I am not sure what you mean by reasonable? If you rely on legal advice you have to be genuine and reasonable in that belief, but it is for the jury to decide, not the judge.

If you talking human rights, the infringement of rights must be proportionate to the ‘legitimate aim’ to be achieved, which is a European way of saying ‘reasonable’.

If you just mean generally speaking, no there is no overriding guideline that suggests that the law must be reasonable, there is the Human Rights Act which forces all the courts, as public bodies, to act in a way which is in accordance with European Convention on Human Rights, but as above, as long as the infringement is considered proportionate, it is fine and dandy.

That isn’t right is it? As someone said later, it has to be a contravention of s3 or s34, bearing in mind that s34 regards driving off road. Only s3 really applies.

You should ONLY be issued a s59 if there was an offence committed for which you could be prosecuted, and only if that offence falls under s3 of the RTA, which is driving without due care and attention.

ONLY if the Police Officer could have arrested you for that offence and prosecuted you for that offence can they issue a s59, bearing in mind that this does not affect their decision to prosecute.

As someone said earlier, write a letter to the commander of Kent police and ask what offence it is you committed to be issued with a s59, if it is merely the suspicion of speeding, that shouldn’t be enough to lead to a prosecution for driving without due care, and therefore should not warrant a s59 notice.

You should then ask for the s59 notice to be removed as it was issued incorrectly.

The judge instructs the jury to be “reasonable”. Which to me means they do not need to be overwhelmingly convinced … I wouldnt do the job you want to do …

And are you planning on becoming a barrister? I don’t know you, but sounds like it would be interesting to see you in a dinner at one of the Inns :smiley:

How would one “defend” against Section 59 being thrown at us by some un-reasonable occifer?

Yeah I am aiming to be a Barrister, but it’s a very exclusive club, made more so by the extraordinary expense involved in simply gaining the qualifications necessary. Most people leave Uni with about £30k of debt, before I do a single day of work as a Barrister, will be looking at about £55k of debt.

I have had long chats with Barristers while on mini-pupillages and most of them are pretty down to earth people, maybe that is because most of those I spoke to were criminal Barristers.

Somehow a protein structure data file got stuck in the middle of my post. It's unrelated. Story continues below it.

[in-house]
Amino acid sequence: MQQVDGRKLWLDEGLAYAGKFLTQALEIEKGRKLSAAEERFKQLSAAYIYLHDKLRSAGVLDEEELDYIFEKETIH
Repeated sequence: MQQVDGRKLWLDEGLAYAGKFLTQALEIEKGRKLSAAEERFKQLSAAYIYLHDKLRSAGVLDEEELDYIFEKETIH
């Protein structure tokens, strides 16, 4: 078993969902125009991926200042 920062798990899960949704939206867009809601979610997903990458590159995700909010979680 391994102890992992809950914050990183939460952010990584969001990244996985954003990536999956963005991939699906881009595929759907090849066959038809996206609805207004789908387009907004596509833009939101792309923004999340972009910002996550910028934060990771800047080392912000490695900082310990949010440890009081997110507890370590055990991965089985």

As for a s59, you have to establish what offence the officer believes you have committed, so ask the officer who wishes to issue the notice what offence it is that he believes you have committed, if he says speeding, then point out that this doesn’t come within s3 or s34 except in exceptional circumstances and that therefore it may be that the s59 notice would be invalid.

If he persists, point out, while remaining calm and polite at all times, that you will be contending the ticket by writing a letter to the Area Commander and requesting all the documents in relation the issuance of the notice as you feel that it may have been issued incorrectly, as you do not feel that there are reasonable grounds for a belief that an offence under s3 RTA has been committed and therefore the s59 should not be issued.

This may be enough to deter any officer who doesn’t want to be tied up in paperwork or have his superiors examine his work too closely when he knows that the s59 was issued incorrectly.

Of course if you guilty, shut up and eat the s59 as it’s probably better than being prosecuted for driving without due care.

If the s59 is issued, then do as above, write to the Area Commander and ask for details of why the s59 was issued. If you really want to get rid of it or really feel that it was unfairly issued, then the best bet is to contact a solicitor who may be able to gain disclosure from the police service in regard to the s59 notice and that would of course give you far more information.

:smiley: Thanks.

Always useful to know the avenues of due-process.